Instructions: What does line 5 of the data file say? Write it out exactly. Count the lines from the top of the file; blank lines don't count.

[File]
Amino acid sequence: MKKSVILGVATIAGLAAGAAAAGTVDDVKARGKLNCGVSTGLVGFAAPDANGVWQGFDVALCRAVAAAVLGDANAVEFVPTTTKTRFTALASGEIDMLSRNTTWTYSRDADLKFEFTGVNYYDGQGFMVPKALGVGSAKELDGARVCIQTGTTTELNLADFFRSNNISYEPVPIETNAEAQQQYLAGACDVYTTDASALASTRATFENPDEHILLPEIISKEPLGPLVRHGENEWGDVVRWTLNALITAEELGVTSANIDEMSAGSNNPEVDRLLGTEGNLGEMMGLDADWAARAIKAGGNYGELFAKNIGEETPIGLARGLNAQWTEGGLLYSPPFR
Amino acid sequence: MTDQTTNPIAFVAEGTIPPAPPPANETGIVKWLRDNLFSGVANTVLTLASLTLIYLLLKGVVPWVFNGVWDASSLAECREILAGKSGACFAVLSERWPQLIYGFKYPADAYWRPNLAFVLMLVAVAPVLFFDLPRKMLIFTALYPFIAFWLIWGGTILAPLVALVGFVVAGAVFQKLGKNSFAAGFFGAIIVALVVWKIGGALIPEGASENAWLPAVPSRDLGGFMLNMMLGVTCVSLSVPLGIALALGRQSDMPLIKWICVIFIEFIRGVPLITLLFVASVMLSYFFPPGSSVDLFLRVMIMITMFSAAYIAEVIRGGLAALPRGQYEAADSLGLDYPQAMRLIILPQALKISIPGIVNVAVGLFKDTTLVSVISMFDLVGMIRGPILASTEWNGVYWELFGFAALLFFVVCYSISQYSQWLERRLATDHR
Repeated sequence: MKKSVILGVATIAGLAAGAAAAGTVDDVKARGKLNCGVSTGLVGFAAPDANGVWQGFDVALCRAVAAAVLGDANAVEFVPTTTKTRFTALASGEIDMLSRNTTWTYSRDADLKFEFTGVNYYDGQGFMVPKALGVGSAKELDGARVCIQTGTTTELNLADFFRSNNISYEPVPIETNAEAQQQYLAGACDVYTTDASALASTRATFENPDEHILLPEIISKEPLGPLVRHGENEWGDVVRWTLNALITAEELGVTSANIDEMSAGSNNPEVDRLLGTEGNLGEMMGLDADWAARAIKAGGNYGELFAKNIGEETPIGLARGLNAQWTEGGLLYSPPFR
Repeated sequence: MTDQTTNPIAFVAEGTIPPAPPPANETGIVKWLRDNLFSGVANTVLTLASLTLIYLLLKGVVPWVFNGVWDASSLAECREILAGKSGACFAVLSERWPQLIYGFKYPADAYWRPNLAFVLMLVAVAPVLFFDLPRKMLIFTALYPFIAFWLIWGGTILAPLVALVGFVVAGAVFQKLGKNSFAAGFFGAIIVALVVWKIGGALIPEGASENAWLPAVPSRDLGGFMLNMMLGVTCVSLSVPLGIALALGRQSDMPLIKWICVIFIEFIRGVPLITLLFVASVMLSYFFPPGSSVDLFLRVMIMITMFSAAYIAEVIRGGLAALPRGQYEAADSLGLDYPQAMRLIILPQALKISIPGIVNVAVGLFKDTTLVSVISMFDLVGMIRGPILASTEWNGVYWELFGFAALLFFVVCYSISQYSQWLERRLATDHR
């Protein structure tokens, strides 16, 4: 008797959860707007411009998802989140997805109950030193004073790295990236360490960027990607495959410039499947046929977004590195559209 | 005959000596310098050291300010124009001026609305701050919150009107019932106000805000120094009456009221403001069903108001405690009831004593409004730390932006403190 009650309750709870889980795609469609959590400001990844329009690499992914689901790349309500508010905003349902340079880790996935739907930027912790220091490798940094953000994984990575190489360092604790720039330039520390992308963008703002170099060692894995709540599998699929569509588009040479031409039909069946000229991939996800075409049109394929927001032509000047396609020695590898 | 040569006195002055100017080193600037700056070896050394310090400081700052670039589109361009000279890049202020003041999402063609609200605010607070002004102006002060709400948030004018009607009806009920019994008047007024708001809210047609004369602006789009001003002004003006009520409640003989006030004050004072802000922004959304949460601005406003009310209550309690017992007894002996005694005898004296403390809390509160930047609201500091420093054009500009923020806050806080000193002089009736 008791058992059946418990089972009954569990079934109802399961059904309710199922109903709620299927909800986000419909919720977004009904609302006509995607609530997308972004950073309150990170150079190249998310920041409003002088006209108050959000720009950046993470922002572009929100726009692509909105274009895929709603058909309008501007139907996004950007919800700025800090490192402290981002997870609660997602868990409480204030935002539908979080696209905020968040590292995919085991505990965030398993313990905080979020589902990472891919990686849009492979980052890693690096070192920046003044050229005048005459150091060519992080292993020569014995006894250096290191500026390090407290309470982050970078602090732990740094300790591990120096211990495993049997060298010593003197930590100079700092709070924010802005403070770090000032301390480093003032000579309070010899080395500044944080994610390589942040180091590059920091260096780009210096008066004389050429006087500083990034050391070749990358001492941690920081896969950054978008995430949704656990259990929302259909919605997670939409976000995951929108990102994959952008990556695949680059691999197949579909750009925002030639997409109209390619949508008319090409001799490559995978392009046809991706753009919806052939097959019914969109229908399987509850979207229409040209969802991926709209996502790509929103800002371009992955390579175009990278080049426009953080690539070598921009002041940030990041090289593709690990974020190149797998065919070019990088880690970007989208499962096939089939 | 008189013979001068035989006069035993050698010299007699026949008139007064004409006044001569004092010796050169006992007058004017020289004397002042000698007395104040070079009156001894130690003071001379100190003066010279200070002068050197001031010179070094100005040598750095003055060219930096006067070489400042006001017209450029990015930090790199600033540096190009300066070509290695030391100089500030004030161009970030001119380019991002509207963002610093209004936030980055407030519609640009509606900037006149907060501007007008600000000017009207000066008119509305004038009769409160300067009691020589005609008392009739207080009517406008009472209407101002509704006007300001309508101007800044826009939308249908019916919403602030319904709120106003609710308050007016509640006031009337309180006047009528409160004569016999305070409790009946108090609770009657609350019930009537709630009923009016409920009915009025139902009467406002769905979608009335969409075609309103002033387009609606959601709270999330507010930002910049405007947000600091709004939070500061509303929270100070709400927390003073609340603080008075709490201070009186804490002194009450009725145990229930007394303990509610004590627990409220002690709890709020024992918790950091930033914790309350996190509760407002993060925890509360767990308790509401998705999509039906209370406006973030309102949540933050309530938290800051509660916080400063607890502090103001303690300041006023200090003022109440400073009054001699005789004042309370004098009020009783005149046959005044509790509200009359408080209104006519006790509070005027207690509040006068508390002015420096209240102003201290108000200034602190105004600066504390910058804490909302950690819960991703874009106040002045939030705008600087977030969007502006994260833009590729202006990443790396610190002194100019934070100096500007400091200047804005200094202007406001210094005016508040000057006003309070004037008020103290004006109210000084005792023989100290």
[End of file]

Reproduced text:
């Protein structure tokens, strides 16, 4: 008797959860707007411009998802989140997805109950030193004073790295990236360490960027990607495959410039499947046929977004590195559209 | 005959000596310098050291300010124009001026609305701050919150009107019932106000805000120094009456009221403001069903108001405690009831004593409004730390932006403190 009650309750709870889980795609469609959590400001990844329009690499992914689901790349309500508010905003349902340079880790996935739907930027912790220091490798940094953000994984990575190489360092604790720039330039520390992308963008703002170099060692894995709540599998699929569509588009040479031409039909069946000229991939996800075409049109394929927001032509000047396609020695590898 | 040569006195002055100017080193600037700056070896050394310090400081700052670039589109361009000279890049202020003041999402063609609200605010607070002004102006002060709400948030004018009607009806009920019994008047007024708001809210047609004369602006789009001003002004003006009520409640003989006030004050004072802000922004959304949460601005406003009310209550309690017992007894002996005694005898004296403390809390509160930047609201500091420093054009500009923020806050806080000193002089009736 008791058992059946418990089972009954569990079934109802399961059904309710199922109903709620299927909800986000419909919720977004009904609302006509995607609530997308972004950073309150990170150079190249998310920041409003002088006209108050959000720009950046993470922002572009929100726009692509909105274009895929709603058909309008501007139907996004950007919800700025800090490192402290981002997870609660997602868990409480204030935002539908979080696209905020968040590292995919085991505990965030398993313990905080979020589902990472891919990686849009492979980052890693690096070192920046003044050229005048005459150091060519992080292993020569014995006894250096290191500026390090407290309470982050970078602090732990740094300790591990120096211990495993049997060298010593003197930590100079700092709070924010802005403070770090000032301390480093003032000579309070010899080395500044944080994610390589942040180091590059920091260096780009210096008066004389050429006087500083990034050391070749990358001492941690920081896969950054978008995430949704656990259990929302259909919605997670939409976000995951929108990102994959952008990556695949680059691999197949579909750009925002030639997409109209390619949508008319090409001799490559995978392009046809991706753009919806052939097959019914969109229908399987509850979207229409040209969802991926709209996502790509929103800002371009992955390579175009990278080049426009953080690539070598921009002041940030990041090289593709690990974020190149797998065919070019990088880690970007989208499962096939089939 | 008189013979001068035989006069035993050698010299007699026949008139007064004409006044001569004092010796050169006992007058004017020289004397002042000698007395104040070079009156001894130690003071001379100190003066010279200070002068050197001031010179070094100005040598750095003055060219930096006067070489400042006001017209450029990015930090790199600033540096190009300066070509290695030391100089500030004030161009970030001119380019991002509207963002610093209004936030980055407030519609640009509606900037006149907060501007007008600000000017009207000066008119509305004038009769409160300067009691020589005609008392009739207080009517406008009472209407101002509704006007300001309508101007800044826009939308249908019916919403602030319904709120106003609710308050007016509640006031009337309180006047009528409160004569016999305070409790009946108090609770009657609350019930009537709630009923009016409920009915009025139902009467406002769905979608009335969409075609309103002033387009609606959601709270999330507010930002910049405007947000600091709004939070500061509303929270100070709400927390003073609340603080008075709490201070009186804490002194009450009725145990229930007394303990509610004590627990409220002690709890709020024992918790950091930033914790309350996190509760407002993060925890509360767990308790509401998705999509039906209370406006973030309102949540933050309530938290800051509660916080400063607890502090103001303690300041006023200090003022109440400073009054001699005789004042309370004098009020009783005149046959005044509790509200009359408080209104006519006790509070005027207690509040006068508390002015420096209240102003201290108000200034602190105004600066504390910058804490909302950690819960991703874009106040002045939030705008600087977030969007502006994260833009590729202006990443790396610190002194100019934070100096500007400091200047804005200094202007406001210094005016508040000057006003309070004037008020103290004006109210000084005792023989100290």